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jesus the radical pastor | exploring the life and mission of the 1st century Jesus for our 21st century » Blog Archive » Styrofoam Theology: Part 1- Pastors and Organic Church

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There is a kind of hocus-pocus going on in current evangelical (emerging) conversations. It is a kind of conversational slight-of-hand that is doing away with the concept of pastor. The word “pastor” and the idea of pastor is besieged by many and is being cast into the circular file of irrelevancy. With alleged biblical support and 1st century historical underpinnings , the pastor, presto!, disappears. The sad reality of this confident discovery is that if you do away with pastor, you do away with Jesus. I don’t think that has crossed the minds of the newly enlightened ones.

Jesus was so bold as to call himself twice the “good pastor” (John 10:11, 14). The writer of Hebrews calls Jesus the “great pastor” (Hebrews 13:20) and Peter describes Jesus as “the chief pastor” (1 Peter 5:4). In case it has slipped the minds of the wizened organic church types, the English word pastor comes from the Latin word for “shepherd” which translates the Greek word poimen in each of the aforementioned texts. Jesus didn’t call himself the good-priesthood-of-all-believers-guy. He dared to call himself not a pastor, but the good pastor. Do away with pastor and do away with Jesus. Wow, what amazing things verbal slight-of-hand can do! Gospel magic revisited.

I know the term (poimen) in noun form is only used twice of human leaders (Ephesians 4:11 and Jude 12). Jude gives us a description of bad pastors and Paul mentions pastors as gifted leaders to the church. Paul, now get this, is never called a pastor nor ever described himself by that term. Paul was an apostle. Even Timothy and Titus were not pastors; they were apostolic delegates, emissaries speaking and acting on Paul’s behalf. Yet, human pastors, good and bad, show up in the Scripture right along with apostles, prophets, evangelists, teachers, overseers, elders, etc. Imagine that. But wait! There’s more. The verbal form, the ministry of pastoring, is mentioned twice, also. “Keep watch over yourselves and all the flock of which the Holy Spirit has made you overseers. Be shepherds of the church of God, which he bought with his own blood” (Acts 20:28). “Be shepherds of God’s flock that is under your care, serving as overseers—not because you must, but because you are willing, as God wants you to be; not greedy for money, but eager to serve…” (1 Peter 5:2). It seems that pastoring is what elders/overseers do. Elder, what do you do? I pastor. We have not even tapped into the rich Old Testament sources that fill the New Testament term shepherd/pastor with amazingly relevant meaning. It cannot be denied that behind Jesus’ use of shepherd/pastor in John 10 looms the majestic text of Ezekiel 34.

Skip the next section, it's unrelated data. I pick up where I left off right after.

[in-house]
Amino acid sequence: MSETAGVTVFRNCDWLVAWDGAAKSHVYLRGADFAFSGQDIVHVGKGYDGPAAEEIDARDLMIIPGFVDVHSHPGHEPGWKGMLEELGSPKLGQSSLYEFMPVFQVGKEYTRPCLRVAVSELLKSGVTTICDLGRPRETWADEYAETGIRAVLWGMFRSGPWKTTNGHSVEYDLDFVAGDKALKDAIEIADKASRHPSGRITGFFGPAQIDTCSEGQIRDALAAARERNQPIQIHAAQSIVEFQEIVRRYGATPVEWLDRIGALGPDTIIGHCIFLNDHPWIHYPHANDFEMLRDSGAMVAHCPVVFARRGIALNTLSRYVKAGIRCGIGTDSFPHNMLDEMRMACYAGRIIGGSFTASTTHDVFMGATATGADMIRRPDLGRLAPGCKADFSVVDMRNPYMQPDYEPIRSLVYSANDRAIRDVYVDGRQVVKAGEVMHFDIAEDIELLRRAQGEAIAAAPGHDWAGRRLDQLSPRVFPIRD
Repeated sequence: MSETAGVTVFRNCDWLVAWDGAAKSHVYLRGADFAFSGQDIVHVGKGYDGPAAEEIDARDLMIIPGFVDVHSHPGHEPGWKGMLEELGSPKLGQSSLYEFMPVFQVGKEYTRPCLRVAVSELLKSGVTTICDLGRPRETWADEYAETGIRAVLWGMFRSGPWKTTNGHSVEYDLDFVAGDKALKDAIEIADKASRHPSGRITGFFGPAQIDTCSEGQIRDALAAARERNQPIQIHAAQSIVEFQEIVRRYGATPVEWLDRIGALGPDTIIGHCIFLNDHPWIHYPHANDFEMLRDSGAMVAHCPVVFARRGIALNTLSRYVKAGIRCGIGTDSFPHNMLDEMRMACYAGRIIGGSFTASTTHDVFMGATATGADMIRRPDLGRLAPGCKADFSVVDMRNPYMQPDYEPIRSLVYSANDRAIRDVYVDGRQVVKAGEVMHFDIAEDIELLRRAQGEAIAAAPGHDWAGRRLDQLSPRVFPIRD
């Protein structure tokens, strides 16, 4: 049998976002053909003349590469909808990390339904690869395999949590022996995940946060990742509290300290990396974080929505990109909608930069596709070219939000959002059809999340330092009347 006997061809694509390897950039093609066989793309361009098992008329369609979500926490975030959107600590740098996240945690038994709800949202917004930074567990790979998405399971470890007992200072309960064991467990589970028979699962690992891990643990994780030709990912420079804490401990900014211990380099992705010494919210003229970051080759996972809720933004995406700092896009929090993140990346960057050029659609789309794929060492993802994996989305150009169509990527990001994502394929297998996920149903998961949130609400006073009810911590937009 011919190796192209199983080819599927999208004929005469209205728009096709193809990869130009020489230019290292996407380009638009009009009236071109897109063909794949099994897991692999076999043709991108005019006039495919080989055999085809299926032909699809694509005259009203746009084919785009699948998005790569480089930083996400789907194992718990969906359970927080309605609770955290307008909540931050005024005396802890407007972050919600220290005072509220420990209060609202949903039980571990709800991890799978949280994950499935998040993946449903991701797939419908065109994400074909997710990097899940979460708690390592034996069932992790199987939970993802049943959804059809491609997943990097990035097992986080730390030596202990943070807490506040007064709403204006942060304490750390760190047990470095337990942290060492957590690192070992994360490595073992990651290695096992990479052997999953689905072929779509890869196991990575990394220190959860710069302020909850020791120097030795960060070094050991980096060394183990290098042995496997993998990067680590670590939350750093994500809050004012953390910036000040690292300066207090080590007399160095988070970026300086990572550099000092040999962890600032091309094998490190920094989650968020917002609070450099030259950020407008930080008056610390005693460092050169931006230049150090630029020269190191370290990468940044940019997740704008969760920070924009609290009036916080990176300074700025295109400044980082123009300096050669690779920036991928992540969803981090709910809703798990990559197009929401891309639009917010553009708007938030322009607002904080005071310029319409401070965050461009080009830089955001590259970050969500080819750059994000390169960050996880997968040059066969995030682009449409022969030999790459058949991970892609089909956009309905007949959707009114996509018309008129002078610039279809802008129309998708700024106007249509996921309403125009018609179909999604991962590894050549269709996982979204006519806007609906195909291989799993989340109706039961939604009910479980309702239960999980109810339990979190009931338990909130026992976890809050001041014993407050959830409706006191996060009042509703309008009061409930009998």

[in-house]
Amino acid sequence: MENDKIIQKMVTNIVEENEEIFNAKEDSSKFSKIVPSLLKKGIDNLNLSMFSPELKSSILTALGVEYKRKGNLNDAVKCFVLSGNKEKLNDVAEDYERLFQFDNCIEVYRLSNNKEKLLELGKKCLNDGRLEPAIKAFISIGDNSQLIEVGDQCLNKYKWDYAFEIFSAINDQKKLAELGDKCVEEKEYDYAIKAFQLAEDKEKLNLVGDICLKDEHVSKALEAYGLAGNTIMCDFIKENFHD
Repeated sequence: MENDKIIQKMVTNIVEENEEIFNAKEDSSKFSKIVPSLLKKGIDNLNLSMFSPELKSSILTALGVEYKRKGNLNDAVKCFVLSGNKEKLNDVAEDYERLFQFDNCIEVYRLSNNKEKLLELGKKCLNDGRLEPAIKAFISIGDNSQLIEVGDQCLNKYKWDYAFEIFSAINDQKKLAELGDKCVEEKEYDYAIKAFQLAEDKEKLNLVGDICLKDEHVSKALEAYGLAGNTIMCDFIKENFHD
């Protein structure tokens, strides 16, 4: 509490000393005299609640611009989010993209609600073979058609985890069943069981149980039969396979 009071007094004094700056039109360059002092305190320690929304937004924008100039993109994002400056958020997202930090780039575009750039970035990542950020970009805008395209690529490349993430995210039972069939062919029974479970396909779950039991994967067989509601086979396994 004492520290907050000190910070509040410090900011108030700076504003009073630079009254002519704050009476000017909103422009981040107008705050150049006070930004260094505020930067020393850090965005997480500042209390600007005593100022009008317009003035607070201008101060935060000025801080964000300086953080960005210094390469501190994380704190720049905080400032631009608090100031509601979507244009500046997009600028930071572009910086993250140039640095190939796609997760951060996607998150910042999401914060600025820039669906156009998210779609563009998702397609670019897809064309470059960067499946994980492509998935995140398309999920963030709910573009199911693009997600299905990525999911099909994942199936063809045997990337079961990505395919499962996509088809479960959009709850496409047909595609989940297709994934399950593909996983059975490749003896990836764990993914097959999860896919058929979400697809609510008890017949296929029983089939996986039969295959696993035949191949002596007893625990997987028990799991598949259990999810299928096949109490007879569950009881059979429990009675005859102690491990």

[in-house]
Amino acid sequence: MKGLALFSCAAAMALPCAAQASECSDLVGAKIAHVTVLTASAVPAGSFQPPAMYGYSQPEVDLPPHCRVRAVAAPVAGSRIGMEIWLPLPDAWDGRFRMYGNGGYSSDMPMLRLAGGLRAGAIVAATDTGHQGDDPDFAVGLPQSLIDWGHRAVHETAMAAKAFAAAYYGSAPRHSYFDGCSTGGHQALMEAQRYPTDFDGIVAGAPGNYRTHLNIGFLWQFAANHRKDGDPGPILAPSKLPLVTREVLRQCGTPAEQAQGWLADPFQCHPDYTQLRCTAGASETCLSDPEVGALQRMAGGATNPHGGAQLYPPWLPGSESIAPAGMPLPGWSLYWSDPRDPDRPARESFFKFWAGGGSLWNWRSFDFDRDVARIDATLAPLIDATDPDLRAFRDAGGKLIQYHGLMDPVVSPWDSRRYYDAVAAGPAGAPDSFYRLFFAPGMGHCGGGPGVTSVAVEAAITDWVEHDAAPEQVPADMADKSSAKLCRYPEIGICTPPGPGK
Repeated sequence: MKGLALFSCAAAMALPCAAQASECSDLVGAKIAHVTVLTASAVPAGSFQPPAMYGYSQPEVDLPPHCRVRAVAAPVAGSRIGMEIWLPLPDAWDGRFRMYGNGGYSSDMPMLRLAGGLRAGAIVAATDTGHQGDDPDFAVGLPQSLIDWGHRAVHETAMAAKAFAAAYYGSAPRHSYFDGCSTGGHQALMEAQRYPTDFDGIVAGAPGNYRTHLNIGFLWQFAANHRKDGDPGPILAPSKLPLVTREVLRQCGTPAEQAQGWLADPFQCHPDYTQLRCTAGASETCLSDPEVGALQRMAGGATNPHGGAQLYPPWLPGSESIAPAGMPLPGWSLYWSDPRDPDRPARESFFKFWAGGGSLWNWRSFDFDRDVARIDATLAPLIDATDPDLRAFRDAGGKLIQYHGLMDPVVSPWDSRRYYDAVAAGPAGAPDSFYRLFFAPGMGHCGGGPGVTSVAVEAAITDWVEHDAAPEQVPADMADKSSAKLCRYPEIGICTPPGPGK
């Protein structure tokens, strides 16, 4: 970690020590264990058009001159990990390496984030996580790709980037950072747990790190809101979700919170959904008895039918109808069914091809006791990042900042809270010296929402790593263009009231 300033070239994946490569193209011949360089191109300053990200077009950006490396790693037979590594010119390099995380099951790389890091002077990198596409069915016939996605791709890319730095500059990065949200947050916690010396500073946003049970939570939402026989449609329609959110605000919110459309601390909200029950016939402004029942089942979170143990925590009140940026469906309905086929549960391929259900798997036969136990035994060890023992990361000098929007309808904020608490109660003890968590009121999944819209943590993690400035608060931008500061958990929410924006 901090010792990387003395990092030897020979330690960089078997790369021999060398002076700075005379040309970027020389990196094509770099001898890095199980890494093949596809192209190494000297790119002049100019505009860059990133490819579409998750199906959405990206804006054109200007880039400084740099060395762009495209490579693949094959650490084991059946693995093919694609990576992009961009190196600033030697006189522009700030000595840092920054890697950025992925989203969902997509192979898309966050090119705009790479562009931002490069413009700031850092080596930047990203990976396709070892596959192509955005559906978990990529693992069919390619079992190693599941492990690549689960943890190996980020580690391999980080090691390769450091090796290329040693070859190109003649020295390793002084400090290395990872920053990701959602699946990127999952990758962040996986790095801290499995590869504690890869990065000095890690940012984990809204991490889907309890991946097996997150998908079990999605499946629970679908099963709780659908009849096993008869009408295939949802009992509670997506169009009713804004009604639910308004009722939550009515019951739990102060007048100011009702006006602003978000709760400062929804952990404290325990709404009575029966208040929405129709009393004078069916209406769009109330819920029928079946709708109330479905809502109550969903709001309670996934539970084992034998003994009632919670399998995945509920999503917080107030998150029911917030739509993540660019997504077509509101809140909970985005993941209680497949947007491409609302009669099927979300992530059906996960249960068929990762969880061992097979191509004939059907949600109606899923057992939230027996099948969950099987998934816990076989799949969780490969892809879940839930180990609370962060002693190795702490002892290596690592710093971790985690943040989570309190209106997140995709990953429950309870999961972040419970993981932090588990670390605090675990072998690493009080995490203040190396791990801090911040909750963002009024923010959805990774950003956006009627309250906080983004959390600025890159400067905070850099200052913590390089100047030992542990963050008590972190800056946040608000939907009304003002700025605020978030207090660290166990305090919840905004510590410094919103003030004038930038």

“But, John,” you respond, “you have got to realize that the church, the church is a leveled playing field. The priesthood of all believers means that we are all apostles and prophets and pastors and teachers and evangelists, blah, blah, blah. Jesus is the head.” So, the new thinking and writing goes. There are no leaders in the church. There is no hierarchy. That’s pagan Christianity. What is so sad is that none of this new thinking is biblical and it is certainly not supported by history, 1st century or otherwise.

So, if you are a pastor as I am, hang tough. When all this trendy organic stuff goes the way of all styrofoam theology, you’ll still be faithful to your calling, training and ministry. Jesus, the Chief Shepherd, has his eye on you and your church. I think he sits on a throne and is surrounded by the 24 elders. Imagine that, heaven is not a level playing field, either. I don’t know if the new thinkers will ever realize that as pastors we live and serve within a monarchy and not within USAmerican play churches. They seem to have a beef against the enculturation of the church and think their skewed view of church gives them license to re-interpret the New Testament text and re-write 1st century church history. That, to me, is sad.